That the Guccifer 2.0 persona provided reporters access to a restricted portion of the DCLeaks website tends to indicate that both personas were operated by the same or a closely-related group of people.(p. 43)

However, the report acknowledges that the “first known contact” between Guccifer 2.0 and WikiLeaks was on September 15, 2016 – months after the DNC and DCCC documents were published! Here we do get actual evidence: direct messages on Twitter obtained by investigators. Behold, these “spies” are so good, they don’t even talk – and when they do, they use unsecured channels.

Mueller notably claims “it is clear that the stolen DNC and Podesta documents were transferred from the GRU to WikiLeaks” (the rest of that sentence is redacted), but the report clearly implies the investigators do not actually know how. On page 47, the report says Mueller “cannot rule out that stolen documents were transferred to WikiLeaks through intermediaries who visited during the summer of 2016.”

Strangely, the report accuses WikiLeaks co-founder Julian Assange of making “public statements apparently designed to obscure the source” of the materials (p.48), notably the offer of a reward for finding the murderer of DNC staffer Seth Rich – even though this can be read as corroborating the intermediaries theory, and Assange never actually said Rich was his source.

The rest of Mueller’s report goes on to discuss the Trump campaign’s contacts with anyone even remotely Russian and to create torturous constructions that the president had “obstructed” justice by basically defending himself from charges of being a Russian agent – neither of which resulted in any indictments, however. But the central premise that the 22-month investigation, breathless media coverage, and the 448-page report are based on – that Russia somehow meddled in the 2016 election – remains unproven.

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Rumors of War: Washington Is Looking for a Fight

The bill stands up for NATO and prevents the President from pulling the US out of the Alliance without a Senate vote.

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Authored by Philip Giraldi via The Strategic Culture Foundation:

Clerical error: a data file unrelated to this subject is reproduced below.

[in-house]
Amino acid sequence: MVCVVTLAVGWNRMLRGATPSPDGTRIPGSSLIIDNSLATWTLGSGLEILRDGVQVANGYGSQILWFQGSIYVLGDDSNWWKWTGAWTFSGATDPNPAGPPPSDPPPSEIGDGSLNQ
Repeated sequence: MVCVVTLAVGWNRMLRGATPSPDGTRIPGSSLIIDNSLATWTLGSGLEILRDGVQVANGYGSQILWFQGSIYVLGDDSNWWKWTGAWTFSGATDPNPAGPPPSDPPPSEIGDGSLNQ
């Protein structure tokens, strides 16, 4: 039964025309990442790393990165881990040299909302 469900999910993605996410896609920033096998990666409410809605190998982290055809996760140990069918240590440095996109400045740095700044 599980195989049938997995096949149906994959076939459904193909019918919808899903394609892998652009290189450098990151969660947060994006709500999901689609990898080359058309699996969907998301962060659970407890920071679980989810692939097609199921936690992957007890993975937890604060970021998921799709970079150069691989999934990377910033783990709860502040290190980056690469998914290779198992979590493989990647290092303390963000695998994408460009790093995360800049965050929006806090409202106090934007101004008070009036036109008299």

It is depressing to observe how the United States of America has become the evil empire. Having served in the United States Army during the Vietnam War and in the Central Intelligence Agency for the second half of the Cold War, I had an insider’s viewpoint of how an essentially pragmatic national security policy was being transformed bit by bit into a bipartisan doctrine that featured as a sine qua non global dominance for Washington. Unfortunately, when the Soviet Union collapsed the opportunity to end once and for all the bipolar nuclear confrontation that threatened global annihilation was squandered as President Bill Clinton chose instead to humiliate and use NATO to contain an already demoralized and effectively leaderless Russia.

American Exceptionalism became the battle cry for an increasingly clueless federal government as well as for a media-deluded public. When 9/11 arrived, the country was ready to lash out at the rest of the world. President George W. Bush growled that “There’s a new sheriff in town and you are either with us or against us.” Afghanistan followed, then Iraq, and, in a spirit of bipartisanship, the Democrats came up with Libya and the first serious engagement in Syria. In its current manifestation, one finds a United States that threatens Iran on a nearly weekly basis and tears up arms control agreements with Russia while also maintaining deployments of US forces in Syria, Iraq, Afghanistan, Somalia and places like Mali. Scattered across the globe are 800 American military bases while Washington’s principal enemies du jour Russia and China have, respectively, only one and none.